One unexpected success of the trial is that enrollment of patients with rare or uncommon cancers has exceeded the initial estimate: 62.5% of enrolled patients have tumors other than the 4 most common cancers (breast, colorectal, non—small cell lung, and prostate), as opposed to the 25% original target for recruitment.
In November, Kevin Kalinsky, MD, MS, an assistant professor of medicine at NewYork-Presbyterian Hospital/Columbia University Medical Center, presented data from the EAY 131-Y arm. Thirty-five patients with metastatic AKT-mutated tumors who previously received at least 3 previous lines of therapy were assigned to twice-daily oral capivasertib, in weekly cycles of 4 days with treatment and 3 days without. Eight (23%) patients had tumor reduction and 16 (46%) had stable disease (SD). An estimated 52% of patients were alive and had SD 6 months following treatment.1
“We determined in advance that if 16% of patients experienced this response from the treatment, it would be a signal to move the drug on to a larger trial,” Kalinsky said in a statement. “This is a positive finding in a trial with patients whose cancers continued to grow despite previous treatments.”
In results from Arm I, 65 patients with mutations in the PIK3CA gene were assigned to taselisib, a potent and selective PI3K inhibitor that has shown sensitivity against the PI3K-α mutant isoforms and enhanced activity in PIK3CA-mutant tumors and cell lines in previous preclinical and clinical studies. Eligible patients had solid tumors or lymphomas that had progressed after 1 prior line of prior therapy or for whom there was no approved standard therapy. Thirty-two percent of patients in the cohort had 3 prior treatments and 37% had ≥3.2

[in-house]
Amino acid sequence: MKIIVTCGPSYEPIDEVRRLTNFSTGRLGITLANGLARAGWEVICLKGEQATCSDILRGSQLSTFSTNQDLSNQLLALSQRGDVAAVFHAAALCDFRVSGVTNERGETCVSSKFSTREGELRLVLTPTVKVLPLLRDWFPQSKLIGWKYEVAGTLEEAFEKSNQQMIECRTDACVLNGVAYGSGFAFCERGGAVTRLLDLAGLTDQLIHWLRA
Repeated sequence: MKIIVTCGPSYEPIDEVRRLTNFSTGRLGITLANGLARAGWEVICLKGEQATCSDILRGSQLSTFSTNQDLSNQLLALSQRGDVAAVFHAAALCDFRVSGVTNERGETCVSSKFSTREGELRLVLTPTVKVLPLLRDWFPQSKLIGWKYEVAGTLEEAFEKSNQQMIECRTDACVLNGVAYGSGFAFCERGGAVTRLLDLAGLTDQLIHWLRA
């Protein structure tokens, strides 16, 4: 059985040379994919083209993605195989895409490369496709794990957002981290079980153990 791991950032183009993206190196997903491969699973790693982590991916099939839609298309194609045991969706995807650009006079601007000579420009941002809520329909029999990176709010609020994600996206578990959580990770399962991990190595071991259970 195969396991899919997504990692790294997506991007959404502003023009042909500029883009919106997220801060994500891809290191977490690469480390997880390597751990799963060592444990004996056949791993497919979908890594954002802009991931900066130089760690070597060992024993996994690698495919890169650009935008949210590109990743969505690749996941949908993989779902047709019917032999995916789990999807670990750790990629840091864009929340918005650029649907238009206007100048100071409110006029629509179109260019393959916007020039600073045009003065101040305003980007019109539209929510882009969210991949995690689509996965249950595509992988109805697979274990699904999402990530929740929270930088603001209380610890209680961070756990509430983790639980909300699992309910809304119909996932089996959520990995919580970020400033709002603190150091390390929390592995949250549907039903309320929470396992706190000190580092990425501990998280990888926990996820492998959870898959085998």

Investigators did not observe any objective responses and 55% of patients had SD. However, 24% (90% CI, 17%-37%) of patients had a 6-month progression-free survival (PFS). The median PFS was 3.5 months (90% CI, 2.6-4.1). Even patients with aggressive cancer types, including lung cancer and cholangiocarcinoma, demonstrated prolonged SD.
Ian E. Krop, MD, PhD, and colleagues could not identify a pattern of mutations or a combination of mutations that predicted outcome. They added that it is possible PIK3CA mutations may not be the major driver in the tumors analyzed. Nonetheless, the investigators concluded that the disease control results are strong enough to continue investigating taselisib in these disease types.